Then there’s the famous Mercado 20 de Noviembre, a huge bazaar of little stalls and a famous Pasillo de Carnes Asades, or “Meat Alley,” a gauntlet of grill stalls where the scents of hundreds of dishes waft in the air, all beckoning you to their source. In Oaxaca, it’s best to graze, for there will be many tempting meals on offer.
And you should not limit yourself. (The number on the scale when I returned home showed me I followed my own advice.)
Then, there’s the mezcal, the region’s quintessential spirit. While it is produced in a few states, Oaxaca is the center of the mezcal world, and just a few hours away is the main producing area, near the town of Santiago Matatlán, where you can’t walk anywhere without coming across a mezcalería. They’re like pho stalls on the streets of Saigon, pubs in Prague, wine bars in Bordeaux, or Starbucks in any big American city: everywhere.
My friends Anna and Brooks from Rambling Spirits drove us around on a full-day tour, and I learned a lot about the drink. Like tequila, mezcal is made from agave, but unlike tequila, the heart of the plant is cooked in a pit in the ground before it’s crushed. Then water is added, and it’s allowed to ferment. Since it’s cooked, mezcal has a much smokier flavor than tequila.
But, beyond the food and drink, were the wonderful and cheery people I met. From José, the mezcal production owner, to Asís, a local friend of a friend, to the staff of the hotel I lived at, to the hamberguesa maker I kept returning to, everyone was hospitable, warm, and welcoming. “You should stay” and then “Well, come back, ok?” were phrases I heard often.
And, if I didn’t have to go home, I would have stayed the winter.
It was by far my favorite spot in Mexico and now holds a place my heart in a way I did not expect. I mean, I knew I would like it, but to love it so much? That was a surprise.
But, then again, it’s the destinations that we have the least expectations about that turn out to be our favorites.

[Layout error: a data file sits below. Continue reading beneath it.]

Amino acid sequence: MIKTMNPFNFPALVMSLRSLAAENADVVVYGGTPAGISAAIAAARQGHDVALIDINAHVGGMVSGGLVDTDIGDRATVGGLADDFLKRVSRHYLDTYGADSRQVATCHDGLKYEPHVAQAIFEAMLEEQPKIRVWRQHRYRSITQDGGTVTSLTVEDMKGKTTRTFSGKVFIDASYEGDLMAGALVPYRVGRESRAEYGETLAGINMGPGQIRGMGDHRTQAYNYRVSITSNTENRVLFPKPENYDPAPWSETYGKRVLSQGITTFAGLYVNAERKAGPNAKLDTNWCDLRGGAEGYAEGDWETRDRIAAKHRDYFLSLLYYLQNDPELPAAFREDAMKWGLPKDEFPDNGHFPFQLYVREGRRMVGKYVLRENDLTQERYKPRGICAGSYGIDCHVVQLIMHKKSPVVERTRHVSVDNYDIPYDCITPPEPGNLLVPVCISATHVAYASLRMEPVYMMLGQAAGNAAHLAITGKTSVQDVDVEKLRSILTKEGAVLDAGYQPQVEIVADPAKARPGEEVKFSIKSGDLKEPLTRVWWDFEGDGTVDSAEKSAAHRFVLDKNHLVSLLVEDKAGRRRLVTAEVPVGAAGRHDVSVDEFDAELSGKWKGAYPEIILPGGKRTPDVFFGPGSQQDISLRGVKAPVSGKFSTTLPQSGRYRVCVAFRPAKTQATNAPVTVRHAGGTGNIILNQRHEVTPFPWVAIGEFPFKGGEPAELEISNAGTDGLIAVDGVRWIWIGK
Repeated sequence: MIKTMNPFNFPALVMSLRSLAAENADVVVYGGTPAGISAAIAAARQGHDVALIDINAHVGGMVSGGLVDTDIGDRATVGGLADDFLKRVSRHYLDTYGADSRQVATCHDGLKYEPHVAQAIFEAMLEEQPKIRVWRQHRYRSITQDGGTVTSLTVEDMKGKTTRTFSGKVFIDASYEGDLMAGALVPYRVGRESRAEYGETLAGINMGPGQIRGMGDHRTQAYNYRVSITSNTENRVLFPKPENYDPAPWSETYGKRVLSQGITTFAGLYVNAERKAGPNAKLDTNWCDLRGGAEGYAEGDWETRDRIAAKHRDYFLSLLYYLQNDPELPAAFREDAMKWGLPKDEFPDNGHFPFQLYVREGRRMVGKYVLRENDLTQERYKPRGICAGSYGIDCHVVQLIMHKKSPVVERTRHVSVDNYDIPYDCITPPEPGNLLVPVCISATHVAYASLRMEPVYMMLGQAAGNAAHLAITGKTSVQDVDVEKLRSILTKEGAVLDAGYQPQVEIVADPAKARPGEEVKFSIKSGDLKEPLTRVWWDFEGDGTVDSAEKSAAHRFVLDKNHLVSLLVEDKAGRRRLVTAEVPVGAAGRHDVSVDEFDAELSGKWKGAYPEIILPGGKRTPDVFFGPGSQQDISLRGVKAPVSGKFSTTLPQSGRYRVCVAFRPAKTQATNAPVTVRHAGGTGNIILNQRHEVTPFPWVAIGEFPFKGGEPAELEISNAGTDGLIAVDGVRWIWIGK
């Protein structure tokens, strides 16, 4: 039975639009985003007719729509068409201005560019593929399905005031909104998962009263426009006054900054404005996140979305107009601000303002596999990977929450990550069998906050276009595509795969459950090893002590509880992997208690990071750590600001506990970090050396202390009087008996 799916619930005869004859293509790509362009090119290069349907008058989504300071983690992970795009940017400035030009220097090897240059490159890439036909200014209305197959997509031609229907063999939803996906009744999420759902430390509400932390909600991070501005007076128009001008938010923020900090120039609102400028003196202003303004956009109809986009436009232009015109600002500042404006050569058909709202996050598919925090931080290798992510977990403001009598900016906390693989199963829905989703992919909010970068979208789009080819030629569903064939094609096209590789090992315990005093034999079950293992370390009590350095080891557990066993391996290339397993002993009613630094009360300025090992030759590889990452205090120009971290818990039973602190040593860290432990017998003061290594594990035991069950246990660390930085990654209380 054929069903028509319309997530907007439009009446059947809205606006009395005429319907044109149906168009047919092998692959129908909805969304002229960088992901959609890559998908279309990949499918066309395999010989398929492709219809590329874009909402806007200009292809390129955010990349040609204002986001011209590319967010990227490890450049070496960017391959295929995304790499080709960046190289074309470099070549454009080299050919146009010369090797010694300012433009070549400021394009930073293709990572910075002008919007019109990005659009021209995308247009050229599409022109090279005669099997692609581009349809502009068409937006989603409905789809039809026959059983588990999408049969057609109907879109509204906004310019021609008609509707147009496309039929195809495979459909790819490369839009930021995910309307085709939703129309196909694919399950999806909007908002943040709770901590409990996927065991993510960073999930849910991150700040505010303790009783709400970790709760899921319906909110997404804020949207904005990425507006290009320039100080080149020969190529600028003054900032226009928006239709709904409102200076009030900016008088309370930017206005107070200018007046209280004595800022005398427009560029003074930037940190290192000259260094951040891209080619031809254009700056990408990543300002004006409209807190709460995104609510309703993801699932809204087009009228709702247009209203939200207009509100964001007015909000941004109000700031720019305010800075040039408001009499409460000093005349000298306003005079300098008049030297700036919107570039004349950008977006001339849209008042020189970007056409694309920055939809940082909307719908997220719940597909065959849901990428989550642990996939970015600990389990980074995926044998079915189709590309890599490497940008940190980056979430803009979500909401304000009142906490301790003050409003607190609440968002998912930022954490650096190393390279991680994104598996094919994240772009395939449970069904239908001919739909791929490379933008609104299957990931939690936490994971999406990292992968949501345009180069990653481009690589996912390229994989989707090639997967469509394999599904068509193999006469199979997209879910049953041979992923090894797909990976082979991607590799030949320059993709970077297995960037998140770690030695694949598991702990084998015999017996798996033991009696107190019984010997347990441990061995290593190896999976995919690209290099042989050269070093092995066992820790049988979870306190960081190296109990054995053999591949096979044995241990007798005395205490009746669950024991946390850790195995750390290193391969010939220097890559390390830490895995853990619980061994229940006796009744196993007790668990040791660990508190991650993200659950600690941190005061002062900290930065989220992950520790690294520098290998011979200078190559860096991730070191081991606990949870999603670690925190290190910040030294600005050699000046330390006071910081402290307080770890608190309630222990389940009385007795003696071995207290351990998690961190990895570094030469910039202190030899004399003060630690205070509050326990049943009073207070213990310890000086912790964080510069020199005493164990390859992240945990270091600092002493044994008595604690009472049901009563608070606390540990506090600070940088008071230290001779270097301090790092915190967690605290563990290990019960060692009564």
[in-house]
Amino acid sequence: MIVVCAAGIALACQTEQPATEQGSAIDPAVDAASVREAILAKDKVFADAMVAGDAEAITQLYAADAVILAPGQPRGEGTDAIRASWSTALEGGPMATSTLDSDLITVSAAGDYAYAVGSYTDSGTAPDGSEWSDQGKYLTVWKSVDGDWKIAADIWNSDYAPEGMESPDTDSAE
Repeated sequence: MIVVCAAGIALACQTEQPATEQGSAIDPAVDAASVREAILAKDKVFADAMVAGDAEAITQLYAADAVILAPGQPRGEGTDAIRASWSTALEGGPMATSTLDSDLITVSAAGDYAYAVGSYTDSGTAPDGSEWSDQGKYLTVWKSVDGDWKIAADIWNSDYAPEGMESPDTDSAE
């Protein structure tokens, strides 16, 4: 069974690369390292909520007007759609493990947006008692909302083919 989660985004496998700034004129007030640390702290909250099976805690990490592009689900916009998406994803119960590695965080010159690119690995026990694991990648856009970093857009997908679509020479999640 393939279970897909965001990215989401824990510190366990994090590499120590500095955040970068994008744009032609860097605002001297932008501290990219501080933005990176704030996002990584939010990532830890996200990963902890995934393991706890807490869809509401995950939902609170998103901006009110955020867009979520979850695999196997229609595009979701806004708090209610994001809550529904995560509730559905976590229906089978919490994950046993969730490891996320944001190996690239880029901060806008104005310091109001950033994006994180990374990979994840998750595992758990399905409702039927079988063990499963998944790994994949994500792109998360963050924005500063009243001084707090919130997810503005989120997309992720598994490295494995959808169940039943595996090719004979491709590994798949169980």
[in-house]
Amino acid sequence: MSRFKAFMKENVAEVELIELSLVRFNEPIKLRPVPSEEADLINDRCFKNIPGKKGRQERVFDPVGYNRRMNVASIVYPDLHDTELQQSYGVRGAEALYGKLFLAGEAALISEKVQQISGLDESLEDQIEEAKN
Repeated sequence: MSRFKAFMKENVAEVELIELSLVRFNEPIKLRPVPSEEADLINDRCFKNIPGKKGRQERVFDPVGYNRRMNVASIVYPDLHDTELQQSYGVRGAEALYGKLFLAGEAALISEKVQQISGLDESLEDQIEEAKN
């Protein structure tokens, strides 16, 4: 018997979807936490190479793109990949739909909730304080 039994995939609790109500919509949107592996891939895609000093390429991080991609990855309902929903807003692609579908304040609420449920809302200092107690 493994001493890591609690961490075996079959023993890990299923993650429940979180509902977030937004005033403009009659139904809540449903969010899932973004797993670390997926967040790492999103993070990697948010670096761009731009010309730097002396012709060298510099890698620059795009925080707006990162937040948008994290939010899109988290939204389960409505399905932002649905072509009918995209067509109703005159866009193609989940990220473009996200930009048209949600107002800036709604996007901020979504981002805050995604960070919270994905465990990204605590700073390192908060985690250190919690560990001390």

So, now, along with a very small handful of places in the world, I can add Oaxaca to the list: cities I will love for the rest of my life.
P.S. – All photos by my friend ExplorAddict. Give her a follow on Instagram!
P.P.S. – I did a thing. I created a Google map of all the places I love to eat in the world (or the ones I can remember at this moment). It’s shareable and saveable and it has all my Oaxaca favorites listed. You can check it out here.
Book Your Trip to Mexico: Logistical Tips and Tricks
Book Your Flight
Find a cheap flight by using Skyscanner or Momondo. They are my two favorite search engines because they search websites and airlines around the globe so you always know no stone is left unturned.
Book Your Accommodation
You can book your hostel with Hostelworld as they have the largest inventory. If you want to stay elsewhere, use Booking.com as they consistently return the cheapest rates for guesthouses and cheap hotels. My favorite place to stay in Oaxaca is:
Don’t Forget Travel Insurance
Travel insurance will protect you against illness, injury, theft, and cancellations. It’s comprehensive protection in case anything goes wrong. I never go on a trip without it as I’ve had to use it many times in the past. I’ve been using World Nomads for ten years. My favorite companies that offer the best service and value are:
Looking for the best companies to save money with?
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Want More Information on Mexico?
Be sure to visit our robust destination guide on Mexico for even more planning tips!